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  1. #1

    SFTP to server NOT using root

    Ok, direct root logon to a server is disabled; using another login, obviously. However, I need to be able to SFTP files from my computer to a directory on the server using said login - yet it does not have correct permissions, evidently, and therefore can't even see the directory I need to be able to SFTP files to.

    Tried CHOWNing the directory with that usename, giving it 777 permissions, etc. Doesn't work. Any ideas?

  2. #2
    Join Date
    Nov 2003
    Location
    Germany
    Posts
    12
    Have you checked the permissions for the parent directory of your directory? If you cannot see the directory you are looking at probably the parent directory is not allowing it, eg.
    /a/b/c/d -> d is the direcotry you want to work with and c does not allow you to see any file in it.
    What is showing:
    ls -ld /a/b/c/d
    ls -ld /a/b/c

    But it is not a good idea to change a directory permission to world-wide readable. Depending on the directory you should include the user in the group owning the directory or work with ACL.
    There's only one way of life and that's your own!

  3. #3
    Join Date
    Nov 2006
    Location
    Karachi, Pakistan
    Posts
    1,349
    Move it to a directory you can access and then ssh in, su to root and move the files to correct location.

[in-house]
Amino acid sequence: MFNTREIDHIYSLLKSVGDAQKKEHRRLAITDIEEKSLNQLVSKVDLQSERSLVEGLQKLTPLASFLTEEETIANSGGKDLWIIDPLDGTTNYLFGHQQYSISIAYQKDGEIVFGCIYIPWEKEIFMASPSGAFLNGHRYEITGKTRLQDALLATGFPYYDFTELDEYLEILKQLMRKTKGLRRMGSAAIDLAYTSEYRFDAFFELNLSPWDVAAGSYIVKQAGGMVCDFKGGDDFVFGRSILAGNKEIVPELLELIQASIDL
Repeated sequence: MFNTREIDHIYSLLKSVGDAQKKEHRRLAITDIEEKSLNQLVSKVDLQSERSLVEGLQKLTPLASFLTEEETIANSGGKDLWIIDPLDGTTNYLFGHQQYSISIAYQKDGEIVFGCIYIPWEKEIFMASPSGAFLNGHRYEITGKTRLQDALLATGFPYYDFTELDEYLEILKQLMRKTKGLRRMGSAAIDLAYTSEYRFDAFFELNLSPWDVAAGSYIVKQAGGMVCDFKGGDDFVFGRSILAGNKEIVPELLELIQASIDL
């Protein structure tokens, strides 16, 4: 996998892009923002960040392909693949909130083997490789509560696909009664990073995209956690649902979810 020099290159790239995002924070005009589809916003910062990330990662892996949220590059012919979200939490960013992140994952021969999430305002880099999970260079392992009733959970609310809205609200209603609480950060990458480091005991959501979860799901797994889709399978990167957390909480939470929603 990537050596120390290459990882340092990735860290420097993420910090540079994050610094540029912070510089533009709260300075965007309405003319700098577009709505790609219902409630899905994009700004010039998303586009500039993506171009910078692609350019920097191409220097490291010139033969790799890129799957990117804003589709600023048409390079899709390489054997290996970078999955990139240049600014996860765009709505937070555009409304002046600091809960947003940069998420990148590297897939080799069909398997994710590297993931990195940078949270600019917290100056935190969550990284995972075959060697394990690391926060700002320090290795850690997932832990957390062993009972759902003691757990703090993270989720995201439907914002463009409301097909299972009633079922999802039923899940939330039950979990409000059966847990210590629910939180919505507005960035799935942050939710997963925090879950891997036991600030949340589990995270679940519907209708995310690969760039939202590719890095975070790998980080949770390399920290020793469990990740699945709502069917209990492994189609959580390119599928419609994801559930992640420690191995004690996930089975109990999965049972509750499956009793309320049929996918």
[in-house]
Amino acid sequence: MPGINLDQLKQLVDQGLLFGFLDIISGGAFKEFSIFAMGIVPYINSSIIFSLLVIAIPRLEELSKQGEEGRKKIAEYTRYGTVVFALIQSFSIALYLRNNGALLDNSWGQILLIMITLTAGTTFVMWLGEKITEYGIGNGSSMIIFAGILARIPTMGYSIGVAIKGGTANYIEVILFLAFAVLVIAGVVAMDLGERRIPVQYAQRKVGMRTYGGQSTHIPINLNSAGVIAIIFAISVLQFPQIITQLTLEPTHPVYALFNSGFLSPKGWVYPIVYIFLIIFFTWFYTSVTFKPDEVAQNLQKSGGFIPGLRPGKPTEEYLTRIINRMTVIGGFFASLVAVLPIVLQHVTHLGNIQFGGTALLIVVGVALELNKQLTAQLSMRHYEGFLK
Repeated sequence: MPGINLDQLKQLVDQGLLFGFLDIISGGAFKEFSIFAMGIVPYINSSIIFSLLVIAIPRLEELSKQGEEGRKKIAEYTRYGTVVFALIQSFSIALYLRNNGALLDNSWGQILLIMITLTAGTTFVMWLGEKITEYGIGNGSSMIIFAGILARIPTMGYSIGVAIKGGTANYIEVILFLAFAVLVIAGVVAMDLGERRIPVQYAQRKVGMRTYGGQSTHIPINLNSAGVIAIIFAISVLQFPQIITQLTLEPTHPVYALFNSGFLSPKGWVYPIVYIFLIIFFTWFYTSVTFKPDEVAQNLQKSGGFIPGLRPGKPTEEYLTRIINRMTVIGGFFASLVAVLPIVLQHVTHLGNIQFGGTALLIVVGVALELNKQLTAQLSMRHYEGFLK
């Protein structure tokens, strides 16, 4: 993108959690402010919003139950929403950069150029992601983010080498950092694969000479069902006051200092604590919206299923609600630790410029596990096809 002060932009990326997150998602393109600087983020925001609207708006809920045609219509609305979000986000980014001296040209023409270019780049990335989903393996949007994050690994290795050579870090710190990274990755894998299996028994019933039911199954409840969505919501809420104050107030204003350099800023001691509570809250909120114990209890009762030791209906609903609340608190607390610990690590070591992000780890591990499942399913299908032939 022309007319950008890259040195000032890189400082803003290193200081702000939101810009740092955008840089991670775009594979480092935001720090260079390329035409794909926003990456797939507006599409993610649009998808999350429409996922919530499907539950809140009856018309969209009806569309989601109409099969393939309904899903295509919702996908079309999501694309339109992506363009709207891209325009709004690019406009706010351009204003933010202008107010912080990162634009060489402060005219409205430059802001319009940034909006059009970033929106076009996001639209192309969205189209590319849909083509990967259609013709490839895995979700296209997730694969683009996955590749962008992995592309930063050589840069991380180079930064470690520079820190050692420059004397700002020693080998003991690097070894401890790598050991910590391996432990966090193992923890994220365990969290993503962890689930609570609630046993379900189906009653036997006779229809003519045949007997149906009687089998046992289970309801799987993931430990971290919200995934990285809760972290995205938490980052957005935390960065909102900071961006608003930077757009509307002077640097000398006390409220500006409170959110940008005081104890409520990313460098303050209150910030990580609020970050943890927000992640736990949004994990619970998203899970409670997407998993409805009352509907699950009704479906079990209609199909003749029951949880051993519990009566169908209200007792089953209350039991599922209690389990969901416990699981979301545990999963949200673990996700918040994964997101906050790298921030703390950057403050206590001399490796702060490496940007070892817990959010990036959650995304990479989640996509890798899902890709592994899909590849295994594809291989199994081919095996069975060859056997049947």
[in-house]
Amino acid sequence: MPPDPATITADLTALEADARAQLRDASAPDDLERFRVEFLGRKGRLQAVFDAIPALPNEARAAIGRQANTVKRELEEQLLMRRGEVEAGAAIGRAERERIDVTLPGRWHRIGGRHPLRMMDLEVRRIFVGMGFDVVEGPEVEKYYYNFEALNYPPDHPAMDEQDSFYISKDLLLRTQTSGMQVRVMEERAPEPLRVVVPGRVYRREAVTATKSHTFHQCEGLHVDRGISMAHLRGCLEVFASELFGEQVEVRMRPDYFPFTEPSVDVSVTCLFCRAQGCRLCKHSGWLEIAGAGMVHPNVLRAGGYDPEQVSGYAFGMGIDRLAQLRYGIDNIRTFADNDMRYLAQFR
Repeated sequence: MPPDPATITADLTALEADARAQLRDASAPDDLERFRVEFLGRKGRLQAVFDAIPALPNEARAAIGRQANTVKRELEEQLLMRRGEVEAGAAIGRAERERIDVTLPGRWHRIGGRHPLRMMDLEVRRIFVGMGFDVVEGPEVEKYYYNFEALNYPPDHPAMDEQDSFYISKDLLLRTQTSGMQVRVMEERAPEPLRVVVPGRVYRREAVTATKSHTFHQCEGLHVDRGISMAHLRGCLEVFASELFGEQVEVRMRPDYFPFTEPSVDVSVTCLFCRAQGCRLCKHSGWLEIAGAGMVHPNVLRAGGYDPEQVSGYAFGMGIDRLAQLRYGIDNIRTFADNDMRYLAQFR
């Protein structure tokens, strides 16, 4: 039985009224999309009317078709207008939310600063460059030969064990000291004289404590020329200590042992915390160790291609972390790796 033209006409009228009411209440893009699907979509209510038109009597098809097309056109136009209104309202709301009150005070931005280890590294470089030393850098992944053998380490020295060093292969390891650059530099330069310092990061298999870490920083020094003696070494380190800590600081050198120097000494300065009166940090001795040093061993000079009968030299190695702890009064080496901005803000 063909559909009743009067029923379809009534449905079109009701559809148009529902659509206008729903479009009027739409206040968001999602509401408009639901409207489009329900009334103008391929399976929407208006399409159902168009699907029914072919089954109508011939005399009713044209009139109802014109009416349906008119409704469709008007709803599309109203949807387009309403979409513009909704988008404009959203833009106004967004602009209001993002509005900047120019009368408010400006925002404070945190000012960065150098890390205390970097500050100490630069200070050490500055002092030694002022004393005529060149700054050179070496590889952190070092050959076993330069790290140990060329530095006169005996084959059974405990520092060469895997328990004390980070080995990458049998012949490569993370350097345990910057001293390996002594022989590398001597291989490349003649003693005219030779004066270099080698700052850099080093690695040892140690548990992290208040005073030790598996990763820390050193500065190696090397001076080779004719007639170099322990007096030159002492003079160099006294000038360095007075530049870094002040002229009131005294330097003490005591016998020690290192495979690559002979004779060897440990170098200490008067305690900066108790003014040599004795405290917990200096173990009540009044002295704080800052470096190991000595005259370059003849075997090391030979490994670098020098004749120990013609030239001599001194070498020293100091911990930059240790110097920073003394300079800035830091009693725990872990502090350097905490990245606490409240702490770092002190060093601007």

4. #4
    Join Date
    Mar 2008
    Posts
    1,717
    I would suggest you stop, and read up on UNIX-style permissions and actually figure out where the issue is, rather than going around giving everyone that ever ends up with so much as a process on your machine access to everything.

    For starters, Drolli's answer could be correct. You could also (though I'm not sure of any system that does it for you without you asking) be in a jailed SFTP server.

    Shell in as the user, then start checking permissions up the directory tree until you figure out why you can't access it. Then correct that permission in the most conservative way possible.

    I hate the knee-jerk reaction of people to chmod 777 something at the first sign of a permissions problem - why not just chmod -R 777 / and avoid permissions issues all together?
    I used to run the oldest commercial Mumble host.

  5. #5
    Join Date
    Jan 2001
    Location
    Miami, FL
    Posts
    1,072
    Quote Originally Posted by Website themes View Post
    Move it to a directory you can access and then ssh in, su to root and move the files to correct location.
    I would agree with this comment.
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  6. #6
    Quote Originally Posted by fwaggle View Post
    I would suggest you stop, and read up on UNIX-style permissions and actually figure out where the issue is, rather than going around giving everyone that ever ends up with so much as a process on your machine access to everything.

    For starters, Drolli's answer could be correct. You could also (though I'm not sure of any system that does it for you without you asking) be in a jailed SFTP server.

    Shell in as the user, then start checking permissions up the directory tree until you figure out why you can't access it. Then correct that permission in the most conservative way possible.

    I hate the knee-jerk reaction of people to chmod 777 something at the first sign of a permissions problem - why not just chmod -R 777 / and avoid permissions issues all together?
    You're making assumptions. I said I tried that...I did NOT say I LEFT permissions like that. I executed the command to see if that did help. Did not, so I changed permissions back. Next time, ask what I specifically did instead of assuming.

    As it turns out I could do it using Website theme's suggestion. Thanks.

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